4 Skulls:
Really good. This is a story you must read, and soon. It will possess at least one aspect of sublime execution, if not more. Almost certainly guaranteed to inform you and stay with you.

3 Skulls:
Good enough to read, but not so good you would stay home and pass up a good party.

2 Skulls:
Mostly drivel. You won’t go on a rampage, but you will find it difficult to finish. And if you do, you’ll always wonder about what you might have been doing with all that time.  

1 Skull:
Putrid toxic waste. If you’re going to read a 1-Skuller all the way through, you might as well be sitting on a pineapple while you do.

0 Skulls:
Completely without any redeeming value whatsoever. This will scar you permanently, and, depending on your situation in life, probably scar your offspring, as well.

Thursday, July 26, 2012

An Open Letter to the Editors

Dear Editors of [your favorite writers’ magazine],

I would submit to you that there is a place in your writers’ magazine for a technology column. Moore’s law, after consuming so many other industries, is finally asserting itself in writing. From simple spell-checkers to A.I. influenced narrative generators, this trend will only accelerate in the next decade. Therefore, a technology column would serve your readership well.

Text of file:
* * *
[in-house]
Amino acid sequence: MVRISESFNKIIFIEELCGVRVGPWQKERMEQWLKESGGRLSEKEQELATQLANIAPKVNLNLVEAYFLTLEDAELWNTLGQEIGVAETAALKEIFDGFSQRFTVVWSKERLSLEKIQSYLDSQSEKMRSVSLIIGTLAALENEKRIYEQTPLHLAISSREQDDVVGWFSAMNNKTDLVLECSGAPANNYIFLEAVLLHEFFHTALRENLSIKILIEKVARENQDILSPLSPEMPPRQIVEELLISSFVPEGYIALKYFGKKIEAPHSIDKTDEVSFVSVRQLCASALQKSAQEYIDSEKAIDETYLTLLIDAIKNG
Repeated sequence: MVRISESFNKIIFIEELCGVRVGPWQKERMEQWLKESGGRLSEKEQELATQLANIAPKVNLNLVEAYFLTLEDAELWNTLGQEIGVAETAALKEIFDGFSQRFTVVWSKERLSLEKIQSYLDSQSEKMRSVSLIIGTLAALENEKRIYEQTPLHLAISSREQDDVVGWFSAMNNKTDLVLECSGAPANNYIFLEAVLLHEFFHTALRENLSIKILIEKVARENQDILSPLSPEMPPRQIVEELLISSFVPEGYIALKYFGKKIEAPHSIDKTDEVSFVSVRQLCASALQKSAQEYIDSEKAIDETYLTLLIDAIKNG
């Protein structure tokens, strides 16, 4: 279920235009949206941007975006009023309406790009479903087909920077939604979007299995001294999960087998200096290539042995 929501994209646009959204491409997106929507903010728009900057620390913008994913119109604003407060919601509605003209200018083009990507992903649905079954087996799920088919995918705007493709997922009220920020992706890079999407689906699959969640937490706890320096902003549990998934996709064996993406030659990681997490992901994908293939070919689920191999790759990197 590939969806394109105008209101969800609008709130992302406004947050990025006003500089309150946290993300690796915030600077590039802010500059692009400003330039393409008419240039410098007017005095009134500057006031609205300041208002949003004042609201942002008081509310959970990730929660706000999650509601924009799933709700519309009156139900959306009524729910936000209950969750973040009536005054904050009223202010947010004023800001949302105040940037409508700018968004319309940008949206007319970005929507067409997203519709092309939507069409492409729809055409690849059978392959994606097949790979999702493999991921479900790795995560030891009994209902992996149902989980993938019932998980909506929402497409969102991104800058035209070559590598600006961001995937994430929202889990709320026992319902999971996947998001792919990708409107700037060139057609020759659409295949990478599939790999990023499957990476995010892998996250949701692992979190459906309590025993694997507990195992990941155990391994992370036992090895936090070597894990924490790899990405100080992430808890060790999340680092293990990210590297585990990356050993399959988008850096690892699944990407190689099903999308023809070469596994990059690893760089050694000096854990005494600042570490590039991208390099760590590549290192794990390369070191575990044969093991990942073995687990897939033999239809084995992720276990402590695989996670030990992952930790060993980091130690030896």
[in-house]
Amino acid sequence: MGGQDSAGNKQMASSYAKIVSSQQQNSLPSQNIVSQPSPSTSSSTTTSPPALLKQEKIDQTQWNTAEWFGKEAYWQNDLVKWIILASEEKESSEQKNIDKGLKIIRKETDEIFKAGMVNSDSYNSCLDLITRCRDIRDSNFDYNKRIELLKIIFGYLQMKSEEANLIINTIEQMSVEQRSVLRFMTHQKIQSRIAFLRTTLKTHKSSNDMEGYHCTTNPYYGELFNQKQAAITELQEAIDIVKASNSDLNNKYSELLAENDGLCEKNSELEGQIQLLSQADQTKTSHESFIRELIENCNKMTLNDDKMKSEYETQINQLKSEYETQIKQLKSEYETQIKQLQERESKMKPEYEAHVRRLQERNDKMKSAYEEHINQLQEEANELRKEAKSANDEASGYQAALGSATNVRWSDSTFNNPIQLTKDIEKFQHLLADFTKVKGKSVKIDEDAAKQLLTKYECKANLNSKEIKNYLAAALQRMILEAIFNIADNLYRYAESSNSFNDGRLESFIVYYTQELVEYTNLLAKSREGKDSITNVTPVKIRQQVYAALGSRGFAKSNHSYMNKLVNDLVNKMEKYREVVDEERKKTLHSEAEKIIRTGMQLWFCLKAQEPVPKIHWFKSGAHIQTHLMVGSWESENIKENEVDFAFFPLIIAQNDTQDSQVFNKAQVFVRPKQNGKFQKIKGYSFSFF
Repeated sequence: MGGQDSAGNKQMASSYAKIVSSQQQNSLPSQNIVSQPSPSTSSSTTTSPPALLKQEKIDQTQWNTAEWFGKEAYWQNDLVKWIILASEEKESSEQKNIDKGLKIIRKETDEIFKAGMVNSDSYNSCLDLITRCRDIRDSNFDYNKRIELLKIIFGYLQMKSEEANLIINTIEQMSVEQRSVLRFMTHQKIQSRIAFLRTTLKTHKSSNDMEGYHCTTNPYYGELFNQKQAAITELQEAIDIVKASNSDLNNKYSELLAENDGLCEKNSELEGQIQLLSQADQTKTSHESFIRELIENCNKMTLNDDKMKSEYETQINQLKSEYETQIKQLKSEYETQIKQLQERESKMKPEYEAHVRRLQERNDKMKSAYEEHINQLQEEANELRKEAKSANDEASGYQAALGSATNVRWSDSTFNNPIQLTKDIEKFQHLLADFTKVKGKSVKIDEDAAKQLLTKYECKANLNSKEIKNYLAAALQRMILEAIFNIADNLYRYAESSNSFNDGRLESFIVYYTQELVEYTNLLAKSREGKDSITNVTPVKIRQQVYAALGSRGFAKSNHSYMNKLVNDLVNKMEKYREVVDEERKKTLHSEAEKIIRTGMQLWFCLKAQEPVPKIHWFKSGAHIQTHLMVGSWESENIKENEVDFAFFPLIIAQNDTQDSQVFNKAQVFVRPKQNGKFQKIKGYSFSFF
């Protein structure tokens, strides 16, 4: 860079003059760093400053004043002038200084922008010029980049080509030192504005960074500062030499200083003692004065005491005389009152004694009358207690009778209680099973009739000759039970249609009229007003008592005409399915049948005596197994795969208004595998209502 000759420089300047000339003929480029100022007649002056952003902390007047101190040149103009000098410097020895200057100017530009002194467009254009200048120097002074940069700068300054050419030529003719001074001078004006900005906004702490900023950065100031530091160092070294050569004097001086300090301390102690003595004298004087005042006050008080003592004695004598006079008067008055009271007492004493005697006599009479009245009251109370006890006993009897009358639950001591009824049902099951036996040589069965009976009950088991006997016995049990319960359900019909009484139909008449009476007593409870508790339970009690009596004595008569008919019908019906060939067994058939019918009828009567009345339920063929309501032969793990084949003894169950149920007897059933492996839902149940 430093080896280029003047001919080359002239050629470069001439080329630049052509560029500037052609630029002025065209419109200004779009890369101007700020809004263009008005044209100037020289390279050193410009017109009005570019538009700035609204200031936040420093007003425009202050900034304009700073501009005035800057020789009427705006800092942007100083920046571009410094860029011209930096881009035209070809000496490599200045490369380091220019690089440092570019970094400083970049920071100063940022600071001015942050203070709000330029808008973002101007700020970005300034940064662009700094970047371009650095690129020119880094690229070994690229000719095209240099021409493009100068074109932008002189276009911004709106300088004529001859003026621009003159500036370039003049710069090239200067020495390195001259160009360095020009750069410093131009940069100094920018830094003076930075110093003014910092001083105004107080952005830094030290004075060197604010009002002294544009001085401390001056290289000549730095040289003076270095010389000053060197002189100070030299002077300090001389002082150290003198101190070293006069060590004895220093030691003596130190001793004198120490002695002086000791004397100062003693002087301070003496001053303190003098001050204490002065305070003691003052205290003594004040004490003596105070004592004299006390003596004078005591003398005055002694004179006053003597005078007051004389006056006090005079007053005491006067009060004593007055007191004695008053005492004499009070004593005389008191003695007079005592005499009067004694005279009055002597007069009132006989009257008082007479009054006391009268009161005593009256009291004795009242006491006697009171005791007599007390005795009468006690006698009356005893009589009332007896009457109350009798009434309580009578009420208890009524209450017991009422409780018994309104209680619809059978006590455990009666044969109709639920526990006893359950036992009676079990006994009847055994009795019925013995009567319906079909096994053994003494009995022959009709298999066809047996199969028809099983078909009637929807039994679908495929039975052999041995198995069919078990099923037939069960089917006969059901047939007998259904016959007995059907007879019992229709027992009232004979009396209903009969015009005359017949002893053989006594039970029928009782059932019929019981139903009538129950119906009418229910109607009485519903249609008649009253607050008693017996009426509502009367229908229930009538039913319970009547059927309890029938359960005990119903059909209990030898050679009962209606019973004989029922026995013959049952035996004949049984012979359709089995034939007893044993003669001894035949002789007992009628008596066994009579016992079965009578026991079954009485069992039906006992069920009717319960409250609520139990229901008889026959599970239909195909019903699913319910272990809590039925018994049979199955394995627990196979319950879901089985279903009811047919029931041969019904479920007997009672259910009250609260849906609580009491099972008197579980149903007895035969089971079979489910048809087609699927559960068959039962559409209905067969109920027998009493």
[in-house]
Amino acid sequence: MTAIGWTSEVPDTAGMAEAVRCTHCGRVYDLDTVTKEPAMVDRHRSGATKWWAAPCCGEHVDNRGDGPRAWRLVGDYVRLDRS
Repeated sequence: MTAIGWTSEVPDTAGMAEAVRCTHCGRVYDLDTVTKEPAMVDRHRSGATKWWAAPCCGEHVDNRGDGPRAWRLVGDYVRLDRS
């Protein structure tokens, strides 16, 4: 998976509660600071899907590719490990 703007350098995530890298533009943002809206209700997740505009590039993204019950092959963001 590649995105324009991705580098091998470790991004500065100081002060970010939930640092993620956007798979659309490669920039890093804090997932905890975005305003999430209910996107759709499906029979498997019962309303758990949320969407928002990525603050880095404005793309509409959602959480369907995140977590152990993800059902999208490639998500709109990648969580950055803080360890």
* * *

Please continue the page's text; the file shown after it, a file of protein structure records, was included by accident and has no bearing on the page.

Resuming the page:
For instance, this column could review the current product offerings. Already we are being pitched software like Final Draft 8 and Master Writer. These are many others have been advertising in your pages for months, if not years. Why not provide an unbiased commentary?

          This column could also monitor the current state of writing technology. For instance, there is Narrative Science, a company that generates prose from its computers, providing millions of words of sports news and financial reports from nothing more than data and algorithms. Its C.T.O. has stated that his machines will win a Pulitzer Prize within five years. An in-depth analysis of his claim would make for a compelling story.

          Already, there are automated essay-scoring engines being pushed by commercial vendors. By all accounts, these machine algorithms are more than adequate to the task. How do they work? What do they contribute to standardized testing? Most importantly, since tomorrow’s writers are today’s students, what will be their impact on the fiction of the future? These are not pie-in-the-sky questions. These are real, and they are immediate.

I once wrote software reviews for Futures Magazine. At that time, it was obvious how technology and software was to be applied to the financial markets, particularly to the individual trader. Ten years later, we’re seeing the same transformation with the individual writer. I submit that this is fallow ground for journalism. We should see more of it.